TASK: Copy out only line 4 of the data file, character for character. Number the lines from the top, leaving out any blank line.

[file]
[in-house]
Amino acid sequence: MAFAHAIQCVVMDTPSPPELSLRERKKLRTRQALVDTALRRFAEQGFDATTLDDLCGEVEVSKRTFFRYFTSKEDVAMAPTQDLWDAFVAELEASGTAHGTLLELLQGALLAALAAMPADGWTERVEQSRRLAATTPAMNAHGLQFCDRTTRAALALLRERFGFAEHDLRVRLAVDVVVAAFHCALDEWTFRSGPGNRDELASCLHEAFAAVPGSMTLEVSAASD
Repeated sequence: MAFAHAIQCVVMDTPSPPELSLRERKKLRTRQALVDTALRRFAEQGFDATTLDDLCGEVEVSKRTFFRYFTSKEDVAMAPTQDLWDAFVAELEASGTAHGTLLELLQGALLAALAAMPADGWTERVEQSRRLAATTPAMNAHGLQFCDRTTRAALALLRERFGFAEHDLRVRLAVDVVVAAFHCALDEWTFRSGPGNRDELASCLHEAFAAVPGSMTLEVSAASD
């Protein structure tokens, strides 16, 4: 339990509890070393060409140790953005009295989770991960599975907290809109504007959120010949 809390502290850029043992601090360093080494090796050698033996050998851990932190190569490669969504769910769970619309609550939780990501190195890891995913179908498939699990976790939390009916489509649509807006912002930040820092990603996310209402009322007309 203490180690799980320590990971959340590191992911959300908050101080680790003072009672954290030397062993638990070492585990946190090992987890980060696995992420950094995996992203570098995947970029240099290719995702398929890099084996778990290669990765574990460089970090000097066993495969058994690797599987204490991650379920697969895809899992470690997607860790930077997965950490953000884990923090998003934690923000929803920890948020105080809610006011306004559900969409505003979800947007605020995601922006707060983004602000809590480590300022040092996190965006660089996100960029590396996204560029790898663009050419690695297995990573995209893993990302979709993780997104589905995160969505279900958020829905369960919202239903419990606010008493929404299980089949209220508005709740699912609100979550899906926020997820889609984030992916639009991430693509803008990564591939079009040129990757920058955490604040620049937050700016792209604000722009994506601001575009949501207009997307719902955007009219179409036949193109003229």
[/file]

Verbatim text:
């Protein structure tokens, strides 16, 4: 339990509890070393060409140790953005009295989770991960599975907290809109504007959120010949 809390502290850029043992601090360093080494090796050698033996050998851990932190190569490669969504769910769970619309609550939780990501190195890891995913179908498939699990976790939390009916489509649509807006912002930040820092990603996310209402009322007309 203490180690799980320590990971959340590191992911959300908050101080680790003072009672954290030397062993638990070492585990946190090992987890980060696995992420950094995996992203570098995947970029240099290719995702398929890099084996778990290669990765574990460089970090000097066993495969058994690797599987204490991650379920697969895809899992470690997607860790930077997965950490953000884990923090998003934690923000929803920890948020105080809610006011306004559900969409505003979800947007605020995601922006707060983004602000809590480590300022040092996190965006660089996100960029590396996204560029790898663009050419690695297995990573995209893993990302979709993780997104589905995160969505279900958020829905369960919202239903419990606010008493929404299980089949209220508005709740699912609100979550899906926020997820889609984030992916639009991430693509803008990564591939079009040129990757920058955490604040620049937050700016792209604000722009994506601001575009949501207009997307719902955007009219179409036949193109003229």